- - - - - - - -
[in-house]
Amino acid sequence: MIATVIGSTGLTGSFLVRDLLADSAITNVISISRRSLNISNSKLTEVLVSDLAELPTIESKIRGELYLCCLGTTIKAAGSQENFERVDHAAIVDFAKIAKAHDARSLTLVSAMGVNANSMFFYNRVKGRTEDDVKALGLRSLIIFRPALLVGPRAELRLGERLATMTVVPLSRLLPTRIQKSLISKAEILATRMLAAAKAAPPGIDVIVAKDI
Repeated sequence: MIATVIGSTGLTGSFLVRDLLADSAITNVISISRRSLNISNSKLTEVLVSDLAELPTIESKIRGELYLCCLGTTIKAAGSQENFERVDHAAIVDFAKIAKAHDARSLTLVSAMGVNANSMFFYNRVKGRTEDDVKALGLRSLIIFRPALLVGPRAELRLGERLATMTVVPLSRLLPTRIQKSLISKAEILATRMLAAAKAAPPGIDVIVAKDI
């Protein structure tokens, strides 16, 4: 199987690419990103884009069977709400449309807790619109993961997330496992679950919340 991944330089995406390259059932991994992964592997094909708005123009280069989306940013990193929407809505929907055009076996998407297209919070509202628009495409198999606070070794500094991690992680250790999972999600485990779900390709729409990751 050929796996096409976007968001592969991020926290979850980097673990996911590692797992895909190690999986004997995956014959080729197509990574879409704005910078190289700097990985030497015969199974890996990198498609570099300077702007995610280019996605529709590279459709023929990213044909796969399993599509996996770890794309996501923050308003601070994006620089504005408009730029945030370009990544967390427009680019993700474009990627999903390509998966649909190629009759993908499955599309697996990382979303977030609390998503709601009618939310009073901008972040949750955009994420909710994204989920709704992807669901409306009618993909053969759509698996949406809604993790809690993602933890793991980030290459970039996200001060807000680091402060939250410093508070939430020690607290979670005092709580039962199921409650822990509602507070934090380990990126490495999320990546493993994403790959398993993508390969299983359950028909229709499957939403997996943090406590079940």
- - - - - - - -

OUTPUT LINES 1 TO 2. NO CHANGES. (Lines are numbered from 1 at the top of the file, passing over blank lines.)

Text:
[in-house]
Amino acid sequence: MIATVIGSTGLTGSFLVRDLLADSAITNVISISRRSLNISNSKLTEVLVSDLAELPTIESKIRGELYLCCLGTTIKAAGSQENFERVDHAAIVDFAKIAKAHDARSLTLVSAMGVNANSMFFYNRVKGRTEDDVKALGLRSLIIFRPALLVGPRAELRLGERLATMTVVPLSRLLPTRIQKSLISKAEILATRMLAAAKAAPPGIDVIVAKDI